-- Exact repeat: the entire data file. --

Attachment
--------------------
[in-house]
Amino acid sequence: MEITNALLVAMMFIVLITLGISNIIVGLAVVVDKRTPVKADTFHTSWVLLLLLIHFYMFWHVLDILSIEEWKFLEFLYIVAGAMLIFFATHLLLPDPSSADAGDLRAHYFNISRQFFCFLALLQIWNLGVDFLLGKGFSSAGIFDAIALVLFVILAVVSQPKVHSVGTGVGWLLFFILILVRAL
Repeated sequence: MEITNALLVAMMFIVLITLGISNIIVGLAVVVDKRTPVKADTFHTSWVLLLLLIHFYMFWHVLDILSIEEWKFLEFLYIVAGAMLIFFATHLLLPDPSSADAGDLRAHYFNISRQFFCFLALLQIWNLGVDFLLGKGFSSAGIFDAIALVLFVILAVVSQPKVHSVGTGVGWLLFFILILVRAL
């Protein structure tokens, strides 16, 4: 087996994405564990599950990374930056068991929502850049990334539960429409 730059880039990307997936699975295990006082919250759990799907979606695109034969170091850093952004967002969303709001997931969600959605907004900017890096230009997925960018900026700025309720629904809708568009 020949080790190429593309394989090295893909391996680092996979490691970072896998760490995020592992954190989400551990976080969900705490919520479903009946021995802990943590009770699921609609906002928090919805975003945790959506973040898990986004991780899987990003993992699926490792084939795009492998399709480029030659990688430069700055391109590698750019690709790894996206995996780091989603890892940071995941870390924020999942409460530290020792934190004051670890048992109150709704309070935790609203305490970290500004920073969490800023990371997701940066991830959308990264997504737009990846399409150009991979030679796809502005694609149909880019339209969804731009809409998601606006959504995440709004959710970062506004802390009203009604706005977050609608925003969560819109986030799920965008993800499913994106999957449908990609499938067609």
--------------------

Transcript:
[in-house]
Amino acid sequence: MEITNALLVAMMFIVLITLGISNIIVGLAVVVDKRTPVKADTFHTSWVLLLLLIHFYMFWHVLDILSIEEWKFLEFLYIVAGAMLIFFATHLLLPDPSSADAGDLRAHYFNISRQFFCFLALLQIWNLGVDFLLGKGFSSAGIFDAIALVLFVILAVVSQPKVHSVGTGVGWLLFFILILVRAL
Repeated sequence: MEITNALLVAMMFIVLITLGISNIIVGLAVVVDKRTPVKADTFHTSWVLLLLLIHFYMFWHVLDILSIEEWKFLEFLYIVAGAMLIFFATHLLLPDPSSADAGDLRAHYFNISRQFFCFLALLQIWNLGVDFLLGKGFSSAGIFDAIALVLFVILAVVSQPKVHSVGTGVGWLLFFILILVRAL
């Protein structure tokens, strides 16, 4: 087996994405564990599950990374930056068991929502850049990334539960429409 730059880039990307997936699975295990006082919250759990799907979606695109034969170091850093952004967002969303709001997931969600959605907004900017890096230009997925960018900026700025309720629904809708568009 020949080790190429593309394989090295893909391996680092996979490691970072896998760490995020592992954190989400551990976080969900705490919520479903009946021995802990943590009770699921609609906002928090919805975003945790959506973040898990986004991780899987990003993992699926490792084939795009492998399709480029030659990688430069700055391109590698750019690709790894996206995996780091989603890892940071995941870390924020999942409460530290020792934190004051670890048992109150709704309070935790609203305490970290500004920073969490800023990371997701940066991830959308990264997504737009990846399409150009991979030679796809502005694609149909880019339209969804731009809409998601606006959504995440709004959710970062506004802390009203009604706005977050609608925003969560819109986030799920965008993800499913994106999957449908990609499938067609």